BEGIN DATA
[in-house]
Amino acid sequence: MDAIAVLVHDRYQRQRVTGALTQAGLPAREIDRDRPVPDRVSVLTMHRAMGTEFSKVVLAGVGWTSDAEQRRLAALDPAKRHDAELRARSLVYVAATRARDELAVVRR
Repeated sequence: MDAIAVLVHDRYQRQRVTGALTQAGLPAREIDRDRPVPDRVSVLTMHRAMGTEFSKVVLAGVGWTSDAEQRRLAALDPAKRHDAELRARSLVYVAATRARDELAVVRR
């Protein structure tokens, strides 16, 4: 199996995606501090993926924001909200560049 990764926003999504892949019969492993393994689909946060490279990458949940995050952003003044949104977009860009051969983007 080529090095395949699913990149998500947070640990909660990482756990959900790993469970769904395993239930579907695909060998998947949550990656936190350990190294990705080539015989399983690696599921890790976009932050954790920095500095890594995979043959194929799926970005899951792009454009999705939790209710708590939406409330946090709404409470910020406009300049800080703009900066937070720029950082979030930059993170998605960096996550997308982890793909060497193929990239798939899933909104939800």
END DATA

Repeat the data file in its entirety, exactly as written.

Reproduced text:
[in-house]
Amino acid sequence: MDAIAVLVHDRYQRQRVTGALTQAGLPAREIDRDRPVPDRVSVLTMHRAMGTEFSKVVLAGVGWTSDAEQRRLAALDPAKRHDAELRARSLVYVAATRARDELAVVRR
Repeated sequence: MDAIAVLVHDRYQRQRVTGALTQAGLPAREIDRDRPVPDRVSVLTMHRAMGTEFSKVVLAGVGWTSDAEQRRLAALDPAKRHDAELRARSLVYVAATRARDELAVVRR
């Protein structure tokens, strides 16, 4: 199996995606501090993926924001909200560049 990764926003999504892949019969492993393994689909946060490279990458949940995050952003003044949104977009860009051969983007 080529090095395949699913990149998500947070640990909660990482756990959900790993469970769904395993239930579907695909060998998947949550990656936190350990190294990705080539015989399983690696599921890790976009932050954790920095500095890594995979043959194929799926970005899951792009454009999705939790209710708590939406409330946090709404409470910020406009300049800080703009900066937070720029950082979030930059993170998605960096996550997308982890793909060497193929990239798939899933909104939800």